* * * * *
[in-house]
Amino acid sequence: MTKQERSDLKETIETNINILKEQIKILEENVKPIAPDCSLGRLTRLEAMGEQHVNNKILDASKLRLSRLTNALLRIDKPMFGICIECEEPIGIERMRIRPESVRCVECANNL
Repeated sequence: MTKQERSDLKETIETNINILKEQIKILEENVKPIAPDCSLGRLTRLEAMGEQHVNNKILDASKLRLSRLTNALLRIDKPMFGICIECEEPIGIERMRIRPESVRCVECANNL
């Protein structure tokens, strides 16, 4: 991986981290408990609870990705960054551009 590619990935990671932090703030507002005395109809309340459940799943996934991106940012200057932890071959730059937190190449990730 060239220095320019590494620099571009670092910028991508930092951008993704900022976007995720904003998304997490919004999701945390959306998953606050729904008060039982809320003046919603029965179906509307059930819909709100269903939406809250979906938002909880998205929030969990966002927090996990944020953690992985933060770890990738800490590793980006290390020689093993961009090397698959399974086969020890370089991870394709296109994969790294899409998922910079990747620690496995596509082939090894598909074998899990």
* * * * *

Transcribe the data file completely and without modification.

[in-house]
Amino acid sequence: MTKQERSDLKETIETNINILKEQIKILEENVKPIAPDCSLGRLTRLEAMGEQHVNNKILDASKLRLSRLTNALLRIDKPMFGICIECEEPIGIERMRIRPESVRCVECANNL
Repeated sequence: MTKQERSDLKETIETNINILKEQIKILEENVKPIAPDCSLGRLTRLEAMGEQHVNNKILDASKLRLSRLTNALLRIDKPMFGICIECEEPIGIERMRIRPESVRCVECANNL
């Protein structure tokens, strides 16, 4: 991986981290408990609870990705960054551009 590619990935990671932090703030507002005395109809309340459940799943996934991106940012200057932890071959730059937190190449990730 060239220095320019590494620099571009670092910028991508930092951008993704900022976007995720904003998304997490919004999701945390959306998953606050729904008060039982809320003046919603029965179906509307059930819909709100269903939406809250979906938002909880998205929030969990966002927090996990944020953690992985933060770890990738800490590793980006290390020689093993961009090397698959399974086969020890370089991870394709296109994969790294899409998922910079990747620690496995596509082939090894598909074998899990």